Barristers for ISP iiNet and Hollwood film studios clashed today in the Federal Court on whether the Telecommunications Act could be relied on by ISPs as a reason not to action infringement notices issued by rights holders.
The issue was one of two raised in iiNet's notice of contention filed with the Federal Court for the appeal.
The ISP was appealing a finding by Justice Cowdroy (part E2, section 555 of the initial Federal Court judgement) on the Telco Act defence, in an attempt to strengthen its case and provide clarity on the issue to the wider telecommunications and ISP industry.
At issue was the reading of Part 13 of the Telecommunications Act, which deals with confidential information. Provisions included that "people and organisations that are permitted to receive disclosures are prohibited from using the information or documents they have received for purposes other than those for which the information was given".
Both sides in the copyright appeal - iiNet's barrister Richard Lancaster SC and the studios' barrister Christian Dimitriadis - submitted different "constructions" of the various elements of the Act.
Lancaster SC referred the full bench to iiNet chief executive Michael Malone's belief that the Act prevented iiNet from taking action on the Australian Federation Against Copyright Theft (AFACT) notices.
He said there was other evidence that "this was an issue that was known to and addressed by industry players", pointing to a letter sent by AFACT to the Attorney-General's Department that discussed, among other things, the "current impediments to accessing customer details" in cases where infringement had been alleged.
Lancaster SC submitted that other laws - including the Copyright Act - did not impose a "requirement or authority to disclose otherwise protected communications under the Telecommunications Act."
He noted that Commonwealth criminal laws could "require or authorise... iiNet's staff to hand information over to the police" outside of the Telco Act, but said such matters were not determined in evidence in the case.
Considerable time was allocated to the wording of iiNet's customer relationship agreement (CRA) and whether it handed iiNet "consent" (as determined by Part 13) to use personal information for the purpose demanded by the film industry - to match to allegations of copyright infringement and enforce what the studios viewed as relevant terms of the agreement, such as the ISP's ability to suspend or terminate a subscriber's account.
Lancaster SC submitted that the "consent in the CRA does not speak to the circumstances concerned [in this case]."
The ISP has maintained it has the right to take action against subscribers who, for example, fail to pay their bills or whose credit cards expire, but these actions can't be re-applied in a situation where it is faced with an allegation of infringement by rights holders. Such actions might include warning, suspension or termination of the account.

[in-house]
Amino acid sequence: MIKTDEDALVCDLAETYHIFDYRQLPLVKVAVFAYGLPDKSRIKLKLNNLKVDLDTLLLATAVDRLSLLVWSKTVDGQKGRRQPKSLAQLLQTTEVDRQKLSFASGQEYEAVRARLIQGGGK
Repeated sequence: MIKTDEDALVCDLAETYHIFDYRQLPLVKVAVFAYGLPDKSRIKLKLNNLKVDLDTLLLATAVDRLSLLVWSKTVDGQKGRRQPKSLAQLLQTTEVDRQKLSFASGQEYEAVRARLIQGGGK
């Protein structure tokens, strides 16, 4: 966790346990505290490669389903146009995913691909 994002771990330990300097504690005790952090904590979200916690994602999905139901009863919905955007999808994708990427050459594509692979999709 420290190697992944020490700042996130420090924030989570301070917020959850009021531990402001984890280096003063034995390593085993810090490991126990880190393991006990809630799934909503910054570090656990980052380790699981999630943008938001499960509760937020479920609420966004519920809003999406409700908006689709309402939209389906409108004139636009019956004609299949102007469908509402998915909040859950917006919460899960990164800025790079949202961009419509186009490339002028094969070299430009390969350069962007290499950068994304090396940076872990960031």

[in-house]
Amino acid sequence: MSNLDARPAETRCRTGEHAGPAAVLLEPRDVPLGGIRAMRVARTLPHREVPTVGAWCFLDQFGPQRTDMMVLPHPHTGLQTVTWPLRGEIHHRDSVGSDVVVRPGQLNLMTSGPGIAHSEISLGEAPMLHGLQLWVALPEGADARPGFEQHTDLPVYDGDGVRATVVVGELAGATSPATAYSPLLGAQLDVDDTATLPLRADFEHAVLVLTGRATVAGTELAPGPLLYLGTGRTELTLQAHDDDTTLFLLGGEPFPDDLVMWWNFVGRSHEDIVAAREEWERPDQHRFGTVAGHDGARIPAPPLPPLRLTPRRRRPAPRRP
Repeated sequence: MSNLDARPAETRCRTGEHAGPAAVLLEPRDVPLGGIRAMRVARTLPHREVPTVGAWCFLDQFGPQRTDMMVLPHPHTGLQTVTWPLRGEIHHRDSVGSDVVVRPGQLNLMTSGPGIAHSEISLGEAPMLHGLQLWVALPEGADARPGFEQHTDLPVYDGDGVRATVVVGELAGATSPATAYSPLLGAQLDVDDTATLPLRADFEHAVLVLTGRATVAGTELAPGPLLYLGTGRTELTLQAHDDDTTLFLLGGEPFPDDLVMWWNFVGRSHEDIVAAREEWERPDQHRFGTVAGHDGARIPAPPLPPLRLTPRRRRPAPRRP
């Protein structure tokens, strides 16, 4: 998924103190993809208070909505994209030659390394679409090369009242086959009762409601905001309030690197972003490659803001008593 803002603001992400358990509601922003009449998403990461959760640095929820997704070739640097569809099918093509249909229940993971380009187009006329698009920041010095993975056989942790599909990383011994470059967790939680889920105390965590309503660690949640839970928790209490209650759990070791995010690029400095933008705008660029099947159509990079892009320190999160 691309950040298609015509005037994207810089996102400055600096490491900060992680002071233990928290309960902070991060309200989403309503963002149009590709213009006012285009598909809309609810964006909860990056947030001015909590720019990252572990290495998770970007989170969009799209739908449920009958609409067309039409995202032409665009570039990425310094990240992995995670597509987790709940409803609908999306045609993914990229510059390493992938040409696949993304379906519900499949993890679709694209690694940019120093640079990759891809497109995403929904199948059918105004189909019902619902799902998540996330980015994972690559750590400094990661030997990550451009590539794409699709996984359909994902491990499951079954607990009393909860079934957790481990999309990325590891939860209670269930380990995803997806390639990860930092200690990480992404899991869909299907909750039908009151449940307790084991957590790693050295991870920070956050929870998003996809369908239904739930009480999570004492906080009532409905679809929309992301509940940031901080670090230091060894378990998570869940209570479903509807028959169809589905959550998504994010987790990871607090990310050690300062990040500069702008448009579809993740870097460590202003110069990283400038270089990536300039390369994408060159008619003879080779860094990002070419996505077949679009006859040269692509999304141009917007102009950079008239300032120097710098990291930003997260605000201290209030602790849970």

Lancaster SC submitted that the CRA wording "doesn't provide a consent for the affairs of customers generally to be used and disclosed, and doesn't provide a consent for the revelation of the substance of a communication".
He also submitted that there was a need for "specificity" around the way consent was apportioned to users of an account other than the known account holder - for example, where an internet service was shared in a household.
Justice Emmett queried Lancaster on whether or not there was an "implied consent" that anyone using a connection did so in abidance with iiNet's terms and other laws. But Lancaster sought clarity from the full bench on that point.
"In our submission, the construction of consent in the circumstances concerned needs to have this specificity," he said.
The opposite perspective
Counsel for the film studios, Christian Dimitriadis, urged the full bench to accept the studios' perspective.
"The construction iiNet contends is a highly improbable result in our submissions," he said.
"The Telco Act is the legislative framework by which iiNet provides carriage services and has entered into a CRA with its subscribers.
"The effect of the construction our friends put forward is that iiNet would be hamstrung from enforcing the terms of its own contract in cases where it's aware of infringement and has the information [to prove it].
"We'd submit that the Court wouldn't provide that reading."
Dimitriadis submitted that the prohibition on disclosure described in the Telco Act did not prevent iiNet from acting on AFACT's notices.
And he also argued against the need for "specificity" around what was meant by the word "consent" in the current circumstances. He argued that the "words simply require the consent to be a consent in the circumstances, not a specific consent".
The case continues. Readers can register for iTnews' complete coverage.